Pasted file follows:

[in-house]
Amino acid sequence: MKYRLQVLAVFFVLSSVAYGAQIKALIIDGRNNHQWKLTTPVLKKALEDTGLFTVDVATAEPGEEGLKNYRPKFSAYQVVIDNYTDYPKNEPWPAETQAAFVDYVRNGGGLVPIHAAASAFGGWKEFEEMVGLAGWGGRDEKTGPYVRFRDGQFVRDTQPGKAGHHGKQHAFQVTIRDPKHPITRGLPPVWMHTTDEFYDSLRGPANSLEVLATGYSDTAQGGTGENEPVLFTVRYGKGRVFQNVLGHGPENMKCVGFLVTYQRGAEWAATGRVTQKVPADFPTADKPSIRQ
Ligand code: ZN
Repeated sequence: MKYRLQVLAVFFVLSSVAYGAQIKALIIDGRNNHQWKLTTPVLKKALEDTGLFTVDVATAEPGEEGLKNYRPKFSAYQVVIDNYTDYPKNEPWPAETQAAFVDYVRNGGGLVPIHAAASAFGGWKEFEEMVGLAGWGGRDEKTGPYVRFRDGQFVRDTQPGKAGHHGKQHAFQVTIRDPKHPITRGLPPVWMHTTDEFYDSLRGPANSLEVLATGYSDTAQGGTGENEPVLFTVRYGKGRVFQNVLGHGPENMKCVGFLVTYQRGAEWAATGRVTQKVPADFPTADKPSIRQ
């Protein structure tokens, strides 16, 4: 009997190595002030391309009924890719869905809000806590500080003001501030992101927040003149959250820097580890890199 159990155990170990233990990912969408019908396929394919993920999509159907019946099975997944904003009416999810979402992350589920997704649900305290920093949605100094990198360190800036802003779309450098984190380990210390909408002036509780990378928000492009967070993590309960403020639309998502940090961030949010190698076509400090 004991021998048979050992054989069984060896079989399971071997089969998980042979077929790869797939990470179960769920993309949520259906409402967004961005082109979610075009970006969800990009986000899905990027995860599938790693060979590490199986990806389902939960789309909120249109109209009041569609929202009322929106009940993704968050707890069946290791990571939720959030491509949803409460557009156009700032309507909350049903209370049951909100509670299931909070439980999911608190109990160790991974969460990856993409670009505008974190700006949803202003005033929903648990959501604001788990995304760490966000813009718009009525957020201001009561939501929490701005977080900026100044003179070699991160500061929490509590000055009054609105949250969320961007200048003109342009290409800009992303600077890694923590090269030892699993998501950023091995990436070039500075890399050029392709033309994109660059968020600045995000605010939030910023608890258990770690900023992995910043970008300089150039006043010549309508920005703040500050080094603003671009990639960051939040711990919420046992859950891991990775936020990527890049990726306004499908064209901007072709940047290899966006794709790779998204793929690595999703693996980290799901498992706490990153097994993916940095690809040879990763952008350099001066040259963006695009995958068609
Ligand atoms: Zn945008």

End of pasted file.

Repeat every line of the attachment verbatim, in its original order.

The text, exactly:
[in-house]
Amino acid sequence: MKYRLQVLAVFFVLSSVAYGAQIKALIIDGRNNHQWKLTTPVLKKALEDTGLFTVDVATAEPGEEGLKNYRPKFSAYQVVIDNYTDYPKNEPWPAETQAAFVDYVRNGGGLVPIHAAASAFGGWKEFEEMVGLAGWGGRDEKTGPYVRFRDGQFVRDTQPGKAGHHGKQHAFQVTIRDPKHPITRGLPPVWMHTTDEFYDSLRGPANSLEVLATGYSDTAQGGTGENEPVLFTVRYGKGRVFQNVLGHGPENMKCVGFLVTYQRGAEWAATGRVTQKVPADFPTADKPSIRQ
Ligand code: ZN
Repeated sequence: MKYRLQVLAVFFVLSSVAYGAQIKALIIDGRNNHQWKLTTPVLKKALEDTGLFTVDVATAEPGEEGLKNYRPKFSAYQVVIDNYTDYPKNEPWPAETQAAFVDYVRNGGGLVPIHAAASAFGGWKEFEEMVGLAGWGGRDEKTGPYVRFRDGQFVRDTQPGKAGHHGKQHAFQVTIRDPKHPITRGLPPVWMHTTDEFYDSLRGPANSLEVLATGYSDTAQGGTGENEPVLFTVRYGKGRVFQNVLGHGPENMKCVGFLVTYQRGAEWAATGRVTQKVPADFPTADKPSIRQ
């Protein structure tokens, strides 16, 4: 009997190595002030391309009924890719869905809000806590500080003001501030992101927040003149959250820097580890890199 159990155990170990233990990912969408019908396929394919993920999509159907019946099975997944904003009416999810979402992350589920997704649900305290920093949605100094990198360190800036802003779309450098984190380990210390909408002036509780990378928000492009967070993590309960403020639309998502940090961030949010190698076509400090 004991021998048979050992054989069984060896079989399971071997089969998980042979077929790869797939990470179960769920993309949520259906409402967004961005082109979610075009970006969800990009986000899905990027995860599938790693060979590490199986990806389902939960789309909120249109109209009041569609929202009322929106009940993704968050707890069946290791990571939720959030491509949803409460557009156009700032309507909350049903209370049951909100509670299931909070439980999911608190109990160790991974969460990856993409670009505008974190700006949803202003005033929903648990959501604001788990995304760490966000813009718009009525957020201001009561939501929490701005977080900026100044003179070699991160500061929490509590000055009054609105949250969320961007200048003109342009290409800009992303600077890694923590090269030892699993998501950023091995990436070039500075890399050029392709033309994109660059968020600045995000605010939030910023608890258990770690900023992995910043970008300089150039006043010549309508920005703040500050080094603003671009990639960051939040711990919420046992859950891991990775936020990527890049990726306004499908064209901007072709940047290899966006794709790779998204793929690595999703693996980290799901498992706490990153097994993916940095690809040879990763952008350099001066040259963006695009995958068609
Ligand atoms: Zn945008």